Monday, November 29, 2010

Modern Times

There’s a bunch of men hanging around the church parking lot after the 12-step meeting, it’s an acceptable November day and they’re in their thirties to their sixties. They know each other pretty well; have gone through divorce and job losses, the birth of children and the death of parents; they get together for a few minutes’ chatting once or twice a week.

During the meeting it was mostly women who shared about their lives, about their husbands and boy friends who do or do not drink, and how they’ve been working at acceptance at best and rejection at worst. One woman in her 40s is leaving her husband of 17 years. The man has been in and out of sobriety but mostly out, and after all this time she’s decided it’s time to go. She’ll be moving out in a week or two, her sister has a spare room and there are no children, thank god.  But she hasn’t informed him yet, she plans to have The Talk in a couple of days, and it’s going to be hard.

That’s what the men standing in the church parking lot are talking about now, how they were told, because each of them was, in one manner or another, sometime in their varied pasts.

“I got a letter,” a 50-year-old with a year round tan. “I was at Fort Benning and she sent me a letter saying it was over. I went nuts, asked for leave and it was denied which thinking back was a good thing. I was still drinking back then. It coulda gotten ugly.”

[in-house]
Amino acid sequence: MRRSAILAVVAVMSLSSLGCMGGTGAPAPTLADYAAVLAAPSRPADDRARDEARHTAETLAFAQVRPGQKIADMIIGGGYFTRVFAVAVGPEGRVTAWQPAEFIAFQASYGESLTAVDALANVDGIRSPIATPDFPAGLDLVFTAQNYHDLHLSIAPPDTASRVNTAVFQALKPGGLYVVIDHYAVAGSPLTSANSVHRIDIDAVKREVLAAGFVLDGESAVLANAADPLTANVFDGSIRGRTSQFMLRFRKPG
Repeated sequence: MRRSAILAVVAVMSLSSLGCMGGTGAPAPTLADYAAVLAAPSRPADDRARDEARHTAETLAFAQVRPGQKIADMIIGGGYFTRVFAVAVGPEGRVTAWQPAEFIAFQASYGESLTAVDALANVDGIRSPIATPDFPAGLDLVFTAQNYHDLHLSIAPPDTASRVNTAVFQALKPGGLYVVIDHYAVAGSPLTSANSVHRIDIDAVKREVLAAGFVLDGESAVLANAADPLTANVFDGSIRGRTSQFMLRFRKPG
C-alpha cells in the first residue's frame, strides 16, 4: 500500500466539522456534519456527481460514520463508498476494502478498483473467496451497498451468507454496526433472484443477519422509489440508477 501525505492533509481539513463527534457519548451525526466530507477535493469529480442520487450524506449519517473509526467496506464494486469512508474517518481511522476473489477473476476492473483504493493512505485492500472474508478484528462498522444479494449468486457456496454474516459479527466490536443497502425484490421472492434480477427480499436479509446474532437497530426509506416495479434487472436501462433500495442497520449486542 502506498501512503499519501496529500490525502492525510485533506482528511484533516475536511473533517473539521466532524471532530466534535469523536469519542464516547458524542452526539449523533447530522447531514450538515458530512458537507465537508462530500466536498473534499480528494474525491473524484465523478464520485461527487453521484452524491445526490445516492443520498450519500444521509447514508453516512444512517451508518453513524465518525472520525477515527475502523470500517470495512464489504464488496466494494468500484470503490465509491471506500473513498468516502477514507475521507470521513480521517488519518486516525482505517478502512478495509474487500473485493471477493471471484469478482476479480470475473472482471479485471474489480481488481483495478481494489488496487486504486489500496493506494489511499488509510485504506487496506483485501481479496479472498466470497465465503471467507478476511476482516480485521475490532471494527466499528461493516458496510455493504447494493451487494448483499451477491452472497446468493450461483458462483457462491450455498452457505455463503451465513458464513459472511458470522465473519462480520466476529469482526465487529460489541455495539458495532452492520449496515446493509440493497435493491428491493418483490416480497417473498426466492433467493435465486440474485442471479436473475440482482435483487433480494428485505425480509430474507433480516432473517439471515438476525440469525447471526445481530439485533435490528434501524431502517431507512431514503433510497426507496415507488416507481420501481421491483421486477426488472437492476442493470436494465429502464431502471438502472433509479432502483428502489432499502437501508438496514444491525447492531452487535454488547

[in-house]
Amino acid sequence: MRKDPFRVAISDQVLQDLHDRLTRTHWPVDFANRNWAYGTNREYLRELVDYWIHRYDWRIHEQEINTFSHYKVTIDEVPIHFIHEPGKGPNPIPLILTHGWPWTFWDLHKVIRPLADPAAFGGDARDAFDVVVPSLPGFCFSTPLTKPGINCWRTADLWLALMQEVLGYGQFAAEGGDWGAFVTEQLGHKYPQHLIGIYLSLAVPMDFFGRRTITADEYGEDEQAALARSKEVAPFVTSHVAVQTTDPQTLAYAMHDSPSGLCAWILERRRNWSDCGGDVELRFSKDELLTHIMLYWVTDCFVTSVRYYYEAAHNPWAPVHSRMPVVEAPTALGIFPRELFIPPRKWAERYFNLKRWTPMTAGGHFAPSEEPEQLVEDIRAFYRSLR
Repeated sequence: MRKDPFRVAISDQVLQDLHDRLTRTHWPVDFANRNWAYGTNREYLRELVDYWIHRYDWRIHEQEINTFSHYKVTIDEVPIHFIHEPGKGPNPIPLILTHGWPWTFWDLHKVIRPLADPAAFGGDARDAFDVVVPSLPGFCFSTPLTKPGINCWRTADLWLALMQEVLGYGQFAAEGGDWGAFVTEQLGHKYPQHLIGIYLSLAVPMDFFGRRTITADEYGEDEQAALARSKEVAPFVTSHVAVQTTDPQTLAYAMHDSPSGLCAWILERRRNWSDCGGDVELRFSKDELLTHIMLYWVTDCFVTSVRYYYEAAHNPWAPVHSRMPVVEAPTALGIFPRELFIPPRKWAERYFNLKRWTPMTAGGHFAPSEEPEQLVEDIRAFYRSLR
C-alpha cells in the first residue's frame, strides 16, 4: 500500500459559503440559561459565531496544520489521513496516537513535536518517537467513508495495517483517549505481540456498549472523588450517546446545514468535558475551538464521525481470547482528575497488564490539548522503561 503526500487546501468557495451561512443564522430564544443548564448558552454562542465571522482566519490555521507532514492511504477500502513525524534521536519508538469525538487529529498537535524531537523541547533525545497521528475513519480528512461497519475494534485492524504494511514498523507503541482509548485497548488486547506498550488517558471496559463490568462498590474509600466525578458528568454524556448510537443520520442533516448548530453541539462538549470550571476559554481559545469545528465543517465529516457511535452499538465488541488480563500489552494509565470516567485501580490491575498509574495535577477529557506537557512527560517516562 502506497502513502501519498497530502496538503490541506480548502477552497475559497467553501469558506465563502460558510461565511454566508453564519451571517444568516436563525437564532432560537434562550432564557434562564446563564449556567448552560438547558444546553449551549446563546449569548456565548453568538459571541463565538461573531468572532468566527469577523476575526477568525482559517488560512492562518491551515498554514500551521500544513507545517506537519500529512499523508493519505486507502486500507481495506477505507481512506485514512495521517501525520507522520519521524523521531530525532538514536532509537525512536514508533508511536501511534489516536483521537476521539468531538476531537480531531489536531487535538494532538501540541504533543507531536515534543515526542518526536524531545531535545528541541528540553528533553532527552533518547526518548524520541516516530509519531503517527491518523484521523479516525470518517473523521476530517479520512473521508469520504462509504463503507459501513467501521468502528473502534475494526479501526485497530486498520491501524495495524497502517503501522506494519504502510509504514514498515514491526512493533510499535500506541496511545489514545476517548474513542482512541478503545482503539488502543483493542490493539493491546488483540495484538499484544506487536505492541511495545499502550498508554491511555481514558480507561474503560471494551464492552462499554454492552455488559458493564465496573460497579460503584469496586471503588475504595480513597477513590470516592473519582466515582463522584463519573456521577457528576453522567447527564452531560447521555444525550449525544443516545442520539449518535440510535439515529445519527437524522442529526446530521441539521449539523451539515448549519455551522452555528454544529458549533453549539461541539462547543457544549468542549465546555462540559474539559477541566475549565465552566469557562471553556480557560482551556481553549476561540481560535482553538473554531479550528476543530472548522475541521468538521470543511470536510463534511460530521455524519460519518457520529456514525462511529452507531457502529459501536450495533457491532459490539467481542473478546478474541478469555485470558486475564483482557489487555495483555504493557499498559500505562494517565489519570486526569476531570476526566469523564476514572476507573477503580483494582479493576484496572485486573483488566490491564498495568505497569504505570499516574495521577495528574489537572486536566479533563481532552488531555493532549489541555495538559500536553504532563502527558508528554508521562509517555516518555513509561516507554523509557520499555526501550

“Phone call,” said another. “I had the feeling she had made a list and was reading it to me. Her mom was with her.” He shakes his head. “Her mom really disliked me. She never once said my name. It was always ‘him’.”

Heads nod. Two men who’ve officially quit smoking light cigarettes.  One’s wife left him recently, announcing her departure with a brief text message on his Verizon Droid 2. Another recalls that his 18-year-old son was dumped by his girlfriend after an exchange on Yahoo Messenger.

Three of the guys exchange looks. One starts humming Roberta Flack and the two others join in, “Hey, that’s no waaayy to say good byyyyyyye…”

Then they get in their cars and return to work.

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